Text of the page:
Rental demand continues to soar in Richards Bay

Private Property South Africa
Adrian Goslett

The KwaZulu-Natal city of Richards Bay is home to South Africa’s premier bulk port.

Built in 1976 for the export of coal, it has since expanded into other bulk and breakbulk cargoes.Richards Bay was founded at the end of the 19th century as a fishing village. In 1976, the harbour was dredged deeply enough to make it a real seaport. It quickly grew to become the second largest port in South Africa and today around 1700 vessels are dispatched here annually, which amounts to around 55% of South Africa's total sea freight. The port specialises in export goods, mainly raw materials such as steel and coal, with the coal terminal processing an annual volume of 68 million tons. The port has attracted big investment and Richards Bay boasts huge industrial structures.

Most of South Africa’s aluminium is produced here, as is 25% of the world’s supply of titanium, zirkonium, rutile and other minerals.It comes as no surprise then that demand for rental properties in Richards Bay outstrips supply by quite a margin. Trudy van der Vlies, Broker/Owner of RE/MAX Marine which operates in the northern KwaZulu-Natal areas of Richards Bay and surrounding areas of Empangeni, Kwambonambi, Esikhawini and Ngwelezane, says that Richards Bay is often described as an industrial holiday resort. She says most of the area’s main rental income is from contractors who work at the harbour or industrial firms operating in the vicinity.

Van der Vlies reports a noticeable increase in rental demand here, which she says is mainly being driven by the new contracts awarded through companies operating in the area coupled with the ongoing upgrade of the harbour. Lena Eloff, the RE/MAX Marine rental specialist in Richards Bay, reported a busy 2010 in terms of rental agreements, which she said mainly came from the middle class group that rent properties priced between R5,000 and R7,000 per month.These tenants are now looking for more affordability without compromising on quality, while landlords are looking for increases in rental amounts.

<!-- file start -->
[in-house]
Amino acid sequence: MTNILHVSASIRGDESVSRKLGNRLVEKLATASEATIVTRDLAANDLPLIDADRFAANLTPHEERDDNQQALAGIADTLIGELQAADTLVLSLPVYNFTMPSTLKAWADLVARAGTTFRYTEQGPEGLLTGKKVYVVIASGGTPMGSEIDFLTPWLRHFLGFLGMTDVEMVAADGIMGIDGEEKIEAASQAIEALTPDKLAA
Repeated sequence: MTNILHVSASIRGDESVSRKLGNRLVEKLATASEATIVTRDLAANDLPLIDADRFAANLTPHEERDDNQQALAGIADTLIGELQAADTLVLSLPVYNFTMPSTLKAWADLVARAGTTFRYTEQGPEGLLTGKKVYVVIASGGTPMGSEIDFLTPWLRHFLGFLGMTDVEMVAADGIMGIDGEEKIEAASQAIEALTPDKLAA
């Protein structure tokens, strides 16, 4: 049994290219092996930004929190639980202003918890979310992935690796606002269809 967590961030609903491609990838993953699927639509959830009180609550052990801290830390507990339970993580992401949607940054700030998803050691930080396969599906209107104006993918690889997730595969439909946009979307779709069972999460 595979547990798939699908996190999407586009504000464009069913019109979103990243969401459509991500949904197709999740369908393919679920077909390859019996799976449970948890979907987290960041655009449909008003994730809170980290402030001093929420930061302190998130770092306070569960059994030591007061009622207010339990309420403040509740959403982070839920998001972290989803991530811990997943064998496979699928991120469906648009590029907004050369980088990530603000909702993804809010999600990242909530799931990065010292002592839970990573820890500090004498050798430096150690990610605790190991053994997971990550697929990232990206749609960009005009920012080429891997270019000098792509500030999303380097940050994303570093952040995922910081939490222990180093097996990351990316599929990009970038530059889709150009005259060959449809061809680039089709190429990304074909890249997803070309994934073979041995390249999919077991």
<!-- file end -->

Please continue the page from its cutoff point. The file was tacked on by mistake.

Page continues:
While Eloff says that she is currently only signing between two and three lease agreements per day, which is slow for the area, she says there is a steady influx which bodes well. Eloff, who usually concludes between four and five lease agreements per day, anticipates the market will pick up by March, which is usually the busiest month. A three-bedroom home in a security complex can earn a monthly rental of around R8,000, while free-standing houses can be rented for between R5,000 and R9,500 per month, although there are a few exceptions of exclusive properties with excellent security which rent for between R10,000 and R20,000 per month.

Van der Vlies says that some companies cut hours or reduced packages last year in light of the recession, which had an impact on the rental market, but she says this is now starting to pick up again. “We are anticipating a big influx of people to Richards Bay as the groundwork for the harbour upgrade is nearly finished, which means that a range of specialist contractors will now be employed for the next phase of the project.”On the leisure rental side, van der Vlies says that the December holiday rental figures for the area reflected a whopping 95% increase on 2009’s figures in terms of volume.

During the Easter season, Richards Bay holiday accommodation is usually always fully booked. Currently is it 90% full.Says Adrian Goslett, CEO of RE/MAX of Southern Africa: “Richards Bay will continue to be a growth area for the property market, and with rental demand outstripping supply, there are some sound opportunities for property investors.”

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